Thursday, December 06, 2007

Dr Thursday's First Thursday in Advent Post

Three Thursdays of Advent - a Trinity of Christmas Truths: 1. The Kings

Since in 2007 Advent is arranged so as to provide us with only three Thursdays, I have decided to take the ultimate GKC Christmas reference work - "The God in the Cave" from The Everlasting Man - and consider what GKC called "the trinity of truths symbolised here by the three types in the old Christmas story: the shepherds and the kings and that other king who warred upon the children." [CW2:316] Of course there are other ways of examining Christmas - there are countless ways - and while none of them shall really plunge to the depths of what really happened that night some 2000 years ago, it is part of the feast's true universality, not simply in its Chestertonian sense, that ALL of them happen to be true. The light, I mean the Light, pouring forth and radiating as from a great gemstone, is not lost in its fracturing - it is one of Dante's intangibles, and so is augmented. And each of us who take up the topic in our "hundred thousand hymns, carols, rhymes, rituals, pictures, poems, and popular sermons" [ibid CW2:301-2] by which that impossible "contrast between the cosmic creation and the little local infancy" is "repeated, reiterated, underlined, emphasised, exulted in, sung, shouted, roared, not to say howled" - each of us may have the satisfaction of being musicians in the Great Symphony of Christmas, where all who dare to play can give forth no dissonance.

And so, let us consider the Kings. (I must do them first as I can by no means treat Herod first, and I think it best to take Shepherds at the date closest to the Feast.)
Read more.

Who are these guys anyway? St. Matthew (chapter 2) calls them the "Magi". Most people, like GKC, call them "kings" or "Wise Men"; one modern translation calls them "astrologers". If we need to be modern, it would be far better to call them "scientists": the Bible text says very clearly "We observed his star in oriente". (The Greek and Latin term can be translated either "in the east" or "in rising".) Observed!!! Hmmm... astrologers concerned with the REAL sky? They are too busy with money, I mean charging people to tell about the future, crediting or blaming the poor wandering planets and the imaginary lines of the Zodiac. Never mind that no one is said to be born under the sign of Ophiuchus, though the sun definitely can be in that constellation, or that the twelve Zodiac constellations are hardly distributed evenly across the ecliptic, as reported in standard horoscopes. Never mind that the sun is still in Pisces at the Vernal Equinox - there are still some tie-dyed hippies with gray hair, swaying to the "Age of Aquarius" which is still over a century away. But people who actually look at the sky? Well, those of course have to be scientists, who are attentive to something real. If some of sky-watchers later went off and wrote silly predictions based on what they saw - who cares, whole reams of astronomers did that. (Another time we may explore this matter, as the history of science is most curious - think "phlogiston"!)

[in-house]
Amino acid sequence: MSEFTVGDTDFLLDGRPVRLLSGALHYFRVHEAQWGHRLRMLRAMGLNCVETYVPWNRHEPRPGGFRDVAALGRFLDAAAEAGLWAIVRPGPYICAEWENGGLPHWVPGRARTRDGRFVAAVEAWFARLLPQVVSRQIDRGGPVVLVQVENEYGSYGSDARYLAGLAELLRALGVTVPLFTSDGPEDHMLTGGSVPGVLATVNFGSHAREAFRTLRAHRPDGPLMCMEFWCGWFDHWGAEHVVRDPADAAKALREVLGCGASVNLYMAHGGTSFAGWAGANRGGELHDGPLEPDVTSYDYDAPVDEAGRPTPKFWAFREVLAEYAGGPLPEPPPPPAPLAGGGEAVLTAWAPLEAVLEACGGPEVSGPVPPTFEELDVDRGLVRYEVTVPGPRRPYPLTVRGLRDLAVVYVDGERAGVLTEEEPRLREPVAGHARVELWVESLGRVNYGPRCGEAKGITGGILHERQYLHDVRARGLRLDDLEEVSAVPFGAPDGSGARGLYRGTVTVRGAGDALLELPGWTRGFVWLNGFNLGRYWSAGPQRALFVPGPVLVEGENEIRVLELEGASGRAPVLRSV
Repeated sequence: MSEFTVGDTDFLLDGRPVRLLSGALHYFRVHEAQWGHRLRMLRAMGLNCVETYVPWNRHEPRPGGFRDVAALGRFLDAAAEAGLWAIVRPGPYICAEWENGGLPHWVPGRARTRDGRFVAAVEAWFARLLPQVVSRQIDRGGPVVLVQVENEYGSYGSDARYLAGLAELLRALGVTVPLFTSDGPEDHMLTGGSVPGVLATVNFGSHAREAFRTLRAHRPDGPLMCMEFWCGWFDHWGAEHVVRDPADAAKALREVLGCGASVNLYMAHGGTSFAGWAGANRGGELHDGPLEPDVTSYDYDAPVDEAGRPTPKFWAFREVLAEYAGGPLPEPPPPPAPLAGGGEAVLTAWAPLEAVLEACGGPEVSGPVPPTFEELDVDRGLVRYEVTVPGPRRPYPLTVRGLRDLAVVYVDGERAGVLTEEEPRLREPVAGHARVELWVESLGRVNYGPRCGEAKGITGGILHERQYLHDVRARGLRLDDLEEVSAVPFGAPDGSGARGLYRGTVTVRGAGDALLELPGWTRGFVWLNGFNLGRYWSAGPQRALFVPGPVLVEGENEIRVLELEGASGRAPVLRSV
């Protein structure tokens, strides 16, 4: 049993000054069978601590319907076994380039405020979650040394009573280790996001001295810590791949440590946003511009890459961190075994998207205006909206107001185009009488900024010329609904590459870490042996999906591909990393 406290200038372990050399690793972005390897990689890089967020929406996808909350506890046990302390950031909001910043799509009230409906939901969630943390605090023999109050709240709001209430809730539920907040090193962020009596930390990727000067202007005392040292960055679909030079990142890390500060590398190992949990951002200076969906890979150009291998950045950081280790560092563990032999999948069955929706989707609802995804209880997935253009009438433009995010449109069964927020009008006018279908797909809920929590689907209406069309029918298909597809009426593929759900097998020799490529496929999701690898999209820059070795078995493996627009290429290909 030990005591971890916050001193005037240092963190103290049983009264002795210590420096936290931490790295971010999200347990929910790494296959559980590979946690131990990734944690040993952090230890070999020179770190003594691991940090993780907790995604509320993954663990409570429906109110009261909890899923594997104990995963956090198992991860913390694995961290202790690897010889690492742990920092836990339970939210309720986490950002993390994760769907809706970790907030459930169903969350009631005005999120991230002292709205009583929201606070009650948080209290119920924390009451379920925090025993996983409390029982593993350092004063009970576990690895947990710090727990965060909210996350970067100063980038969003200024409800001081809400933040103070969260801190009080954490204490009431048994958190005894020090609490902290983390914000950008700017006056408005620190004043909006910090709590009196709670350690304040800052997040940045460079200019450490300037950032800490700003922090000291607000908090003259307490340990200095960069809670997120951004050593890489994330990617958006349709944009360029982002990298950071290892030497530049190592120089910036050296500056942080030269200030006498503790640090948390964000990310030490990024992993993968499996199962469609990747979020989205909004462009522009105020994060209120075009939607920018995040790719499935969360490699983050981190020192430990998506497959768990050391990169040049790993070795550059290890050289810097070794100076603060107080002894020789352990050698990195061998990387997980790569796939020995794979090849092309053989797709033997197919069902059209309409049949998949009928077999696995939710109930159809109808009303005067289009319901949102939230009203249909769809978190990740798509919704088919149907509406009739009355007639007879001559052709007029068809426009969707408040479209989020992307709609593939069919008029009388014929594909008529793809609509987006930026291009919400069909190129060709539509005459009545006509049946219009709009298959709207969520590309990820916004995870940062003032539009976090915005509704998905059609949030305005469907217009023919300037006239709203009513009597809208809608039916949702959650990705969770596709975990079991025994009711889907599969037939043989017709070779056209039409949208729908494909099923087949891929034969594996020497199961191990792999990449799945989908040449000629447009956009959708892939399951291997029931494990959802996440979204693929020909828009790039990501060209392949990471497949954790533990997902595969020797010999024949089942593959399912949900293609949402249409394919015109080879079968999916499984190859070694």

But why are they called "kings"? This is perhaps inferred from the fact that they brought royal treasures: gold, frankincense, and myrrh. Also possibly from the fact that they had a rapport of dignity with King Herod. (Common folk strutting into the palace to ask riddles of the King? Ha!) But even more likely, from the "Epiphany psalm", 71 in the Vulgate, 72 in the Hebrew numbering:
"The kings of Tharsis and the islands shall offer presents: the kings of the Arabians and of Saba shall bring gifts."
And there is also this prediction:
Arise, be enlightened, O Jerusalem: for thy light is come, and the glory of the Lord is risen upon thee. For behold darkness shall cover the earth, and a mist the people: but the Lord shall arise upon thee, and his glory shall be seen upon thee. And the Gentiles shall walk in thy light, and kings in the brightness of thy rising. Lift up thy eyes round about, and see: all these are gathered together, they are come to thee: thy sons shall come from afar, and thy daughters shall rise up at thy side. Then shalt thou see, and abound, and thy heart shall wonder and be enlarged, when the multitude of the sea shall be converted to thee, the strength of the Gentiles shall come to thee. The multitude of camels shall cover thee, the dromedaries of Madian and Epha: all they from Saba shall come, bringing gold and frankincense: and shewing forth praise to the Lord.
[Is 60, emphasis added. Note that the bit about the heart being enlarged comes up in the "Grinch" story, whose heart grew three sizes on Christmas Day.]
That quote even has something about observation: "Lift up thy eyes round about, and see"! Perhaps that is the best (and oldest) explanation of the use of "kings". The number "three" has all the numerological hints of mystery and reality, from the trisagion of Isaias 6:3 ("Holy holy holy") which we sing at Holy Mass to the triple-consonant roots of the Semitic languages, from the Trinity to the 64 entries in the Watson-Crick code by which DNA/RNA is translated into amino acids. But commentators explain it simply because St. Matthew names three gifts: gold, frankincense, and myrrh.

But if they are not (necessarily) kings, and are correctly called neither astrologers nor astronomers, what word should we use?

The Greek of St. Matthew uses the term "Magi" - the ancient word from Old Persian which also gives us "magic" - that is simply the "study" or discipline of the Magi. So perhaps we might say (with a bang on the table) that settles the Harry Potter debate. (hee hee) But really, the problem is simpler than that, though somehow connected. For the magic of the Magi was most likely neither sleight-of-hand (like a stage-magician) nor formal demonic invocation (which evil we give no references for). Neither was it simply a collection of superstitions, nor yet a compendium of science - but most likely an early hodge-podge of both, rather unfortunately hashed up and left unedited, since they had not yet had a true authority - an advisor, indeed a legal Advocate (or Paraclete, in the Greek) to come and assist them in their work.